I do my best to keep my website and social media presence up to date with my most current work. But most importantly, I’ll regularly take the time to design fun, up to date promotional materials such as business cards, flyers and postcards with phrases and bits of type on them. I send the postcards out to people for them keep on their desks or send to friends – I think it’s important to have something a bit quirky that helps you and your work stand out, that people will remember you by!

I also try to take part in creative fairs and events – I like meeting and working with new people as much as I can. In addition to this, I also paint murals for fun (in the street, or on a building for example) – it’s always a good way to get chatting to new people!

How do you stay true to yourself, and maintain your unique style when working with clients?

I like to think that the clients I work with choose me because of my style, as opposed to just having the need for a sign or custom piece of lettering. Over the years, I’ve taught myself a range of techniques in which to create lettering, which means I’ve got a varied style and can adapt to fit a variety of briefs whilst still keeping my creative identity.

With most artworks, you can tell they’ve been created by a certain designer – as an artist, you can’t help but put your individual style into everything you create. I work hard to design an outcome that both the client and I are happy with – that’s what it’s about after all – if you don’t create work you’re happy with and believe in, why should anyone else?

What’s been your favourite client project, and why?

I’ve absolutely loved working with the team at Scribbler Cards. The pieces I created in collaboration with them were focused entirely on my own designs. The team and I came up with the phrases together and I had free rein of the creative process and what the cards were going to look like.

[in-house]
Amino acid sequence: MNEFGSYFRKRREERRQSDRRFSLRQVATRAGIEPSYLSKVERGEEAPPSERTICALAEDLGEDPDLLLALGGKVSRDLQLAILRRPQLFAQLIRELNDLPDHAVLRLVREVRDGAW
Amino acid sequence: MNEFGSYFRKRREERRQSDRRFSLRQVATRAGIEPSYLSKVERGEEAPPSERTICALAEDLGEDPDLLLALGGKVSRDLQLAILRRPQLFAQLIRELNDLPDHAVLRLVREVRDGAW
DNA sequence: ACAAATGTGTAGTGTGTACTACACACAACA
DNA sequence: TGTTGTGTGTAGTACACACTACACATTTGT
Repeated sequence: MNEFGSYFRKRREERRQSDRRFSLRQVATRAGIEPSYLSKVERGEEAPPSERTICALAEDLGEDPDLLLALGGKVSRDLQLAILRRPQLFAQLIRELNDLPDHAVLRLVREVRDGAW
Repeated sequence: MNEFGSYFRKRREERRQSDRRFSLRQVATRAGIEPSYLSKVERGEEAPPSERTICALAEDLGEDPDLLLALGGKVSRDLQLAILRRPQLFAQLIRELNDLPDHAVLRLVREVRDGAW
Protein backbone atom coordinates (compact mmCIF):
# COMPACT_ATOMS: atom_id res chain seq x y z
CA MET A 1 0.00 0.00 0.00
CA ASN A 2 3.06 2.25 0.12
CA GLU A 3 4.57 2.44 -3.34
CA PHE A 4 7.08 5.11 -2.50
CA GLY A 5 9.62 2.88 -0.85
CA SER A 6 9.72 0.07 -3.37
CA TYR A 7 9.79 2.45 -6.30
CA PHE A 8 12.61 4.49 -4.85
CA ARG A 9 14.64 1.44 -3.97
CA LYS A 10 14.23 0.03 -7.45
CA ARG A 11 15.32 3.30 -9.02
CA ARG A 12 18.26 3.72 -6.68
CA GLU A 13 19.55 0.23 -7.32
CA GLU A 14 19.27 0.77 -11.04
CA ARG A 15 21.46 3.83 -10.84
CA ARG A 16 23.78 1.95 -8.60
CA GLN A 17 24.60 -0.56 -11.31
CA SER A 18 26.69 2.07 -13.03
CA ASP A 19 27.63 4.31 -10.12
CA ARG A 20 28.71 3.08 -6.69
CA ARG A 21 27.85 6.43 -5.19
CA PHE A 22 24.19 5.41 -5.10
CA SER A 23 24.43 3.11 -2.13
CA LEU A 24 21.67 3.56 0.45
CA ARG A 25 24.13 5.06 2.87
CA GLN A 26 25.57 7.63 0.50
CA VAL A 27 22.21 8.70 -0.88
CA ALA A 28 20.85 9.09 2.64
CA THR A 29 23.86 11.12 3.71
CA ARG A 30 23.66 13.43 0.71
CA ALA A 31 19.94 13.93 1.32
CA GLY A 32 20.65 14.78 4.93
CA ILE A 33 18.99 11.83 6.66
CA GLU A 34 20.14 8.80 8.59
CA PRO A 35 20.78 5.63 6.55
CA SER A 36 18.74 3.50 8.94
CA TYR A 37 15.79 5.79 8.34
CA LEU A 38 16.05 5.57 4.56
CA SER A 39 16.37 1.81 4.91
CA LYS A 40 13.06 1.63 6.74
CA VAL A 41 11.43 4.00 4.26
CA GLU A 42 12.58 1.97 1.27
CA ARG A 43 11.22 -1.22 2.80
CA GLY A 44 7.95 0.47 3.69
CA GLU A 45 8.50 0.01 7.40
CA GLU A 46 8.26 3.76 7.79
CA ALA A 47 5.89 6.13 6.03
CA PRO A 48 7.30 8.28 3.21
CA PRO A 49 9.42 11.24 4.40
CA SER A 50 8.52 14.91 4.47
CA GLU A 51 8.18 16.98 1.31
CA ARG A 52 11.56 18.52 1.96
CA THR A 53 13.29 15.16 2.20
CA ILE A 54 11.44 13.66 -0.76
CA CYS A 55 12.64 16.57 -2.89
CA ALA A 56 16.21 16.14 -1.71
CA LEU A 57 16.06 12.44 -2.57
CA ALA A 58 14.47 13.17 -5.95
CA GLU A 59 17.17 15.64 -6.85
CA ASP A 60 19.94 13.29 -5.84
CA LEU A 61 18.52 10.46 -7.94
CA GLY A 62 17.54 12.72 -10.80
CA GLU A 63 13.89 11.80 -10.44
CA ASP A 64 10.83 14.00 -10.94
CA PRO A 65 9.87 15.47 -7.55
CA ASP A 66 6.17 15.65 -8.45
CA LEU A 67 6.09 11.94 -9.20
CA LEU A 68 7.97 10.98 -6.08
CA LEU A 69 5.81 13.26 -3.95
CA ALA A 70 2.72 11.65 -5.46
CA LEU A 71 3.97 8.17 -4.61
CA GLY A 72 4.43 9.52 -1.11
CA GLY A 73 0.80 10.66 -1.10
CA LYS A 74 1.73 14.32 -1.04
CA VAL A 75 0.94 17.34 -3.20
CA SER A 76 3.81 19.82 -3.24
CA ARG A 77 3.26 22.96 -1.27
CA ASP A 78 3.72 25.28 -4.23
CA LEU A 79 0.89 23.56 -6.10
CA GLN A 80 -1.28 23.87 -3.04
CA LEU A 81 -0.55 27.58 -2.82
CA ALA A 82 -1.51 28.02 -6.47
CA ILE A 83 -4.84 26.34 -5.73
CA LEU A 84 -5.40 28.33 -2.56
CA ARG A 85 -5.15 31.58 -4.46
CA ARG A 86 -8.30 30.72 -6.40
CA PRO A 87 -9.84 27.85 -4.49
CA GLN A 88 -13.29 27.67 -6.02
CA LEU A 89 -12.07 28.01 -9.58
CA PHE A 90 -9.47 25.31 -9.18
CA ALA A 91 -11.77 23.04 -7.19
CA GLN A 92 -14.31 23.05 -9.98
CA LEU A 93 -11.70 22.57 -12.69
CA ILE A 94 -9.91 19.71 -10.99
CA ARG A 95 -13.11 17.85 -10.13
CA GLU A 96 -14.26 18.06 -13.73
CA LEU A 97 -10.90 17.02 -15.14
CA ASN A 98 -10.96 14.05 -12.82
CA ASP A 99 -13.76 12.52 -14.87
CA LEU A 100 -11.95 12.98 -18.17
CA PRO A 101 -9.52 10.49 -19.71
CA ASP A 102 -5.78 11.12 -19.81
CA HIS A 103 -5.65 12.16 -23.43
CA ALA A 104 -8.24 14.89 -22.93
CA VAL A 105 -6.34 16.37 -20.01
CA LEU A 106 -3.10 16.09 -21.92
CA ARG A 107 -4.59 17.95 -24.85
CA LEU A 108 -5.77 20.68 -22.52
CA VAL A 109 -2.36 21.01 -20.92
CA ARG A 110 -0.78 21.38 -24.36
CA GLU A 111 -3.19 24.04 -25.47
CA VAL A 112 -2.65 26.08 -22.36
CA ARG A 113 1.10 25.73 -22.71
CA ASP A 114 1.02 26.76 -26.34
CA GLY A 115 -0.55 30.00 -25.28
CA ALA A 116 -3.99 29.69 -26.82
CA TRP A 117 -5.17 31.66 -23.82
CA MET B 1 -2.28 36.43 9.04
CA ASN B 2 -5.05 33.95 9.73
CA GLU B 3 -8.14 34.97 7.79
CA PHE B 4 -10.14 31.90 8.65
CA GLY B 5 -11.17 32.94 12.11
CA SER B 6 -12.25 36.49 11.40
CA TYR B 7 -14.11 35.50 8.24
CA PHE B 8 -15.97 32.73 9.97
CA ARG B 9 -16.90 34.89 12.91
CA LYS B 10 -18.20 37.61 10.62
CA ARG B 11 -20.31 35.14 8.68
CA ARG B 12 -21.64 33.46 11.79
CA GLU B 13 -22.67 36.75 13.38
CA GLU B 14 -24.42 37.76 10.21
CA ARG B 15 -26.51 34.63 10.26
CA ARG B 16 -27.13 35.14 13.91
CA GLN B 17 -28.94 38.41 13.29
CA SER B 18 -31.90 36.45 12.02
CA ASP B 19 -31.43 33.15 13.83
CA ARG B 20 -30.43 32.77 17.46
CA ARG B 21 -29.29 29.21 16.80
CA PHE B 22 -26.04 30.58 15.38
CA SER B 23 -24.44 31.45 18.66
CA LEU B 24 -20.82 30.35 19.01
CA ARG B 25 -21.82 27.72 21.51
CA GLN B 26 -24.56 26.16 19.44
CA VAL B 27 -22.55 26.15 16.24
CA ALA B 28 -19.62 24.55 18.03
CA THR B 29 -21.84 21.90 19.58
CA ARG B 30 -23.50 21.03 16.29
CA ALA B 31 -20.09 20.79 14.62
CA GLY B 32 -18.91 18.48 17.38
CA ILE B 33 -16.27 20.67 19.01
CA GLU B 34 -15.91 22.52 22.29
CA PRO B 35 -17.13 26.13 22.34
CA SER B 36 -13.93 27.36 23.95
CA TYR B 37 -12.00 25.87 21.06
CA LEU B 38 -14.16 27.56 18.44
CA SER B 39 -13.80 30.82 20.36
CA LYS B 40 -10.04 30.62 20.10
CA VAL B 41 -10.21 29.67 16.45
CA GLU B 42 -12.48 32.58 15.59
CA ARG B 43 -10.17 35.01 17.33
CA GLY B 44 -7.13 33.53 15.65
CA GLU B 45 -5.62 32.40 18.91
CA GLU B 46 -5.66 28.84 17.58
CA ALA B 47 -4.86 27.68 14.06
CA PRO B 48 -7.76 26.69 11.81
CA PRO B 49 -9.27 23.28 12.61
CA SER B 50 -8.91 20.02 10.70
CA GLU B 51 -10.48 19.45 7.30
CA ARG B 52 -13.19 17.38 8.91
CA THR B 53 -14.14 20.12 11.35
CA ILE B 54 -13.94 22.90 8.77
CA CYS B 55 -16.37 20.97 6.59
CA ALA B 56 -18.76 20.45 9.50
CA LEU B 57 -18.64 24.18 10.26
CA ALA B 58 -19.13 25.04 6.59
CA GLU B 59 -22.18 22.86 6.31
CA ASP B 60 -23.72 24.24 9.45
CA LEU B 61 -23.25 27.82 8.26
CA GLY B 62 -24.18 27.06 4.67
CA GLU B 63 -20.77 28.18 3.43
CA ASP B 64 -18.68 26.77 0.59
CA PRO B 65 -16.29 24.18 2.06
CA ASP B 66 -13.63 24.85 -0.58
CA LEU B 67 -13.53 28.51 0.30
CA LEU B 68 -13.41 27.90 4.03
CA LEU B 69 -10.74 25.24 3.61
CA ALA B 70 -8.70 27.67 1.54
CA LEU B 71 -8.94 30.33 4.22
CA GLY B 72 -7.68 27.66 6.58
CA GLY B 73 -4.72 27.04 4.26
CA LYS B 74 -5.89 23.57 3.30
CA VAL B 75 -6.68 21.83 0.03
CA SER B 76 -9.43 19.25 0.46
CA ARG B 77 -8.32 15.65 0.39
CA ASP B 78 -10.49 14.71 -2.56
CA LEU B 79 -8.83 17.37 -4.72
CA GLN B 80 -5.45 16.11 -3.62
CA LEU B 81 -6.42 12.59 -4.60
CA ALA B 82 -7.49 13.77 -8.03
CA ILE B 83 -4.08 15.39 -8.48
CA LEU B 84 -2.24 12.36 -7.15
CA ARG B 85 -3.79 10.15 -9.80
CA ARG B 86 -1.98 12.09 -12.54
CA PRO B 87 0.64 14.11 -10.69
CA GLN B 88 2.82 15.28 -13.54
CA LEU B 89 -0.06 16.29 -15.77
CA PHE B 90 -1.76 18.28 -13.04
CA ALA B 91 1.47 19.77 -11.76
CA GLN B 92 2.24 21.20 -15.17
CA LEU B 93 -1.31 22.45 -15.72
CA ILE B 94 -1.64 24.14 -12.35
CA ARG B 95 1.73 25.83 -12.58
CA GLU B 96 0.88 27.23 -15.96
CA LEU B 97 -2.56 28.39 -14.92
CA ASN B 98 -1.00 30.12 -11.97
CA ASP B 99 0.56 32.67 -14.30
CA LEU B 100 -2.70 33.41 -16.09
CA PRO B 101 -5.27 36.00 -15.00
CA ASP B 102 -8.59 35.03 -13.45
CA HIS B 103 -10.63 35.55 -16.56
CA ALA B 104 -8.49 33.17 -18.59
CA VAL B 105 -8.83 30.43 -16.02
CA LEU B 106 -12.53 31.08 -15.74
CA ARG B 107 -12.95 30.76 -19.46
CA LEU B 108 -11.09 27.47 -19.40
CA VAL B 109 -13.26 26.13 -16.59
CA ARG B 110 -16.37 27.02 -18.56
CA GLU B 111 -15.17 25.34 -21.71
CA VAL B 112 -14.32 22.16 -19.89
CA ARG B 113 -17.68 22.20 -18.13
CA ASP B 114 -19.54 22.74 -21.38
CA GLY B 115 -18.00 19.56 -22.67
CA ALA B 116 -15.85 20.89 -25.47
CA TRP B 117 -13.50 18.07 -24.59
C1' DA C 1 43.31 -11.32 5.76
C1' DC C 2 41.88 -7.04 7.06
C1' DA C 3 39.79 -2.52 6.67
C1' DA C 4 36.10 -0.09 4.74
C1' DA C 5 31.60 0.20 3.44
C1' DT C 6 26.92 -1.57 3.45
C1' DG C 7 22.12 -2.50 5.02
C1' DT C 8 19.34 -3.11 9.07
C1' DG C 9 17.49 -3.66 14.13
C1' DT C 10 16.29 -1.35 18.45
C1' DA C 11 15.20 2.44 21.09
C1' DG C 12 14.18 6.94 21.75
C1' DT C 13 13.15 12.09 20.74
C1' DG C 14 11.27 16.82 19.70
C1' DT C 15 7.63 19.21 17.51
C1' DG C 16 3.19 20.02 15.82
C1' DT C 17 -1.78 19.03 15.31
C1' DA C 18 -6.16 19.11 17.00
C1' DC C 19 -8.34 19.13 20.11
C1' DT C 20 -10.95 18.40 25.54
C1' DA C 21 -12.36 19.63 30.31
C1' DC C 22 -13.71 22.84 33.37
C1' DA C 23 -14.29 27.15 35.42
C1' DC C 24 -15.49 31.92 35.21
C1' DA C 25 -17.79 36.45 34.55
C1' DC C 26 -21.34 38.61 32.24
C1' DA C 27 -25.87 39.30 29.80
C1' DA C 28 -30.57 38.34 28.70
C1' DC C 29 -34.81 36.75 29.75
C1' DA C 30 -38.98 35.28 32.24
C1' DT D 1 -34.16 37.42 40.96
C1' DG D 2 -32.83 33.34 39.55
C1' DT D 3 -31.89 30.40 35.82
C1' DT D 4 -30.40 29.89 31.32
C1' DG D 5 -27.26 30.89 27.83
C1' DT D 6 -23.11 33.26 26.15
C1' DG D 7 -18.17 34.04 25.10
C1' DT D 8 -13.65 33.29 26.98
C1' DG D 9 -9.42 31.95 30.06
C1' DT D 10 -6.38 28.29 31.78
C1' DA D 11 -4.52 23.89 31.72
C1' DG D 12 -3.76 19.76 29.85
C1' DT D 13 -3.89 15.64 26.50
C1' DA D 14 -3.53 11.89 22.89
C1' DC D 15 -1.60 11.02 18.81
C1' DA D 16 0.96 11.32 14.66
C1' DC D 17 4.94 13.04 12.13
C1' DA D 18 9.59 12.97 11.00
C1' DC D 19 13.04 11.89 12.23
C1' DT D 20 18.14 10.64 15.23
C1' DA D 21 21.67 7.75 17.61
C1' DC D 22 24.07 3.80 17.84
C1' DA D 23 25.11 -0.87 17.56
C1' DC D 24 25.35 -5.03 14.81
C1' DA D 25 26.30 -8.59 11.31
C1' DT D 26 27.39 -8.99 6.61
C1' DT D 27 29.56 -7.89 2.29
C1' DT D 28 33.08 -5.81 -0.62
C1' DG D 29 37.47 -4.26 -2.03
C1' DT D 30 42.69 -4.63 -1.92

I worked on another great project for Liberty London where I created a series of hand painted signs for their Christmas shop. It was amazing to go shopping and see them hanging in store!

I also loved the works I created for International Alert– a peace building charity. I like using my work to contribute to help in some small way. If I’m honest, I’ve loved them all, I love every part of my job!

How are you focusing on building and promoting your brand? And, how do you use MOO to support you?

As I mentioned, I like to try and set aside time to work on promotional postcards and business cards to send out to existing and potential clients. I’m often guilty of being a bit obsessed when it comes to creating my promotional materials – I always want to make sure I’ve got the best version of my work to make that first impression – and the best print job to compliment my designs.

With MOO, I know it’ll always be easy to order prints. The re-order history is really useful, as well as quick turnaround times, and the ability to pick up at a convenient collection point when I get busy. I’m currently working on some new promotional designs that I’m excited to get printed, soon!

What are your tips for aspiring entrepreneurs wanting to start their own business?

I think the best way to go about starting your own business is to find that one thing you’re truly passionate about – something that you can see yourself working endless late nights on to become a success.

It can take a long time to feel ready to pitch for that first client, but don’t doubt yourself. Keep going and the right people will recognise your hard work and it’ll pay off in time!

Photos by Josh Fray